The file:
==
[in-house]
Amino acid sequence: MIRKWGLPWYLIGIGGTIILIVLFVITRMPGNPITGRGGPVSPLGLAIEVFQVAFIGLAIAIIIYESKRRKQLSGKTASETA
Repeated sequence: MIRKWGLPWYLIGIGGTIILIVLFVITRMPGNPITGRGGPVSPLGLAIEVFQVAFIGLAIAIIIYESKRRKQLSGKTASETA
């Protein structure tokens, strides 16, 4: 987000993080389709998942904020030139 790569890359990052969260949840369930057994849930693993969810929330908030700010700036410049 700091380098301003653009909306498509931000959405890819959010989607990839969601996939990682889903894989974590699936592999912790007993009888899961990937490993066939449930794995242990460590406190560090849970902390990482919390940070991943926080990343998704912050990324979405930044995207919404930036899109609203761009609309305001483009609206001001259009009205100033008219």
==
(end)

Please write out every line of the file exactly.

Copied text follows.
[in-house]
Amino acid sequence: MIRKWGLPWYLIGIGGTIILIVLFVITRMPGNPITGRGGPVSPLGLAIEVFQVAFIGLAIAIIIYESKRRKQLSGKTASETA
Repeated sequence: MIRKWGLPWYLIGIGGTIILIVLFVITRMPGNPITGRGGPVSPLGLAIEVFQVAFIGLAIAIIIYESKRRKQLSGKTASETA
């Protein structure tokens, strides 16, 4: 987000993080389709998942904020030139 790569890359990052969260949840369930057994849930693993969810929330908030700010700036410049 700091380098301003653009909306498509931000959405890819959010989607990839969601996939990682889903894989974590699936592999912790007993009888899961990937490993066939449930794995242990460590406190560090849970902390990482919390940070991943926080990343998704912050990324979405930044995207919404930036899109609203761009609309305001483009609206001001259009009205100033008219």